By October 2, 2014 Read More →

The art of the afternoon nap

Afternoon nap - Jane BinnionThe idea of an afternoon nap tends to divide opinion.

I’m strongly in favour of naps, and so was Churchill, to name just one famous believer, but I know some people say it makes them feel worse, not better.

In today’s guest post social media trainer Jane Binnion explains why she has completely changed her mind on the subject.

Will you be convinced?

When I was a child the afternoon nap, or resting generally, was pretty much frowned upon. You worked hard and earned a sit down in the evening in front of the TV with some supper. It was generally considered that countries that took siestas were idle and a post Sunday lunch nap was just about acceptable.

That voice stayed with me into adulthood and as an employee I would really push myself. When I was tired I would just drink more coffee and eat more chocolate…… And then I would get ill, and I mean proper drop down with exhaustion ill. But then I’d just do the same thing all over again.

That got harder to do the older I got. Then in my mid 40s I was diagnosed with dyspraxia and I finally started to learn about my body and how to look after myself. That’s when I set up my training business so that I could work from home.

Never have I been so in touch with my own body. Even when I was pregnant I continued the super-woman act. Now I eat good food, and I pay attention so that when I start to drop things, knock things over and bang into things I know I am getting too tired. Along with that I have learnt that it’s not only OK, but in fact totally brilliant to have an afternoon nap.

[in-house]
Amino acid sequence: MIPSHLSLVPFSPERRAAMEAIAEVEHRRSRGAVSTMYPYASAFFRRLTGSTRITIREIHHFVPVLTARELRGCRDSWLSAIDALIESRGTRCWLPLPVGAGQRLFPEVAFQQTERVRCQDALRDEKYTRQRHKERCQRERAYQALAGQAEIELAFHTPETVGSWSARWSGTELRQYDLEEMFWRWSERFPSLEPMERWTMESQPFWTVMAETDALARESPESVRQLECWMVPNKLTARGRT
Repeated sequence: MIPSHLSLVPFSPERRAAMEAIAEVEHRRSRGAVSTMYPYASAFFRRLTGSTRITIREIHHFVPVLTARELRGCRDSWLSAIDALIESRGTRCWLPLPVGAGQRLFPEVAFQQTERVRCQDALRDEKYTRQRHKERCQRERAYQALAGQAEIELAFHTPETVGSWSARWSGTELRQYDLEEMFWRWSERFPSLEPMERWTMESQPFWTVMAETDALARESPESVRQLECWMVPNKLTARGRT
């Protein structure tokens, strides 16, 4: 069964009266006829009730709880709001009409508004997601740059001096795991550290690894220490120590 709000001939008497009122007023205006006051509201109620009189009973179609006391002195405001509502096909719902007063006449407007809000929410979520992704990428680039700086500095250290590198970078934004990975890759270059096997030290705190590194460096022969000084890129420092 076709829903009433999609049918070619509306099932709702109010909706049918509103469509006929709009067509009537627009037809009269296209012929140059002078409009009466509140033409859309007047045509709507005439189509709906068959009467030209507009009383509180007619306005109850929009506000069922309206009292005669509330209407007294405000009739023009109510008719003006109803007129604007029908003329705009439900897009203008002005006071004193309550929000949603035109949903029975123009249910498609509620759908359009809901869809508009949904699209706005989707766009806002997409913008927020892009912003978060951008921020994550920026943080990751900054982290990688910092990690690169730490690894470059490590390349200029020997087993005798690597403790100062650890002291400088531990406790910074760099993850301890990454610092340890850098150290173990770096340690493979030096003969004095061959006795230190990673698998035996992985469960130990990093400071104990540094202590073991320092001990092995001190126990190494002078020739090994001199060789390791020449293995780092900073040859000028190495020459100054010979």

Now I no longer fight the tiredness with stimulants and battle on regardless. When I notice that I‘m struggling I give myself permission for a lie down to recharge my batteries, then I bounce back up and carry on. More often than not I have greater clarity with regards to the project I was working on having ‘slept on it’.

Some people say they feel worse for an afternoon nap and in fact it used to take me ages to come round and would often make me grumpy and thickheaded. It’s practicing yoga relaxation that has really helped me. Learning to go into a deep relaxation for 10 minutes and come round refreshed is, it seems, a bit of an art, but your body really does get the hang of it quite quickly.

If you’re worried that you will sleep the whole afternoon perhaps start by lying down listening to a relaxation CD. Your brain will tune in and bring you out of your restful state when it ends.

It is without a doubt the best way to maximise my own productivity. It’s really not possible to be productive when we are very tired. It always reminds me of the story of the man in the forest who had spent hours trying to cut down a tree. Seeing he was exhausted it was suggested to him he took a break to sharpen his saw, but he replied that he didn’t have time! Well, I now take time to sharpen my saw.

It has been especially good with this long summer. When I need to recharge, rather than go to bed, I lie my hammock in the garden and gently rock to the sound of bird song. Now you can’t do that in a shared office can you! I’m now clear that those Mediterranean types were right all along and we were just jealous!

If you’ve never tried the afternoon nap on a work day, give it a go, and let me know how you get on. If you don’t want to nap, just have a lie down, put your feet up and switch off for 15 minutes. Allow your brain a chance to re-boot and see how that feels.

work from home secrets

Jane is a Lancashire-based, award winning social media and ethical sales trainer, passionate about encouraging people with disabilities to consider self-employment as a viable work option.

Posted in: Routine

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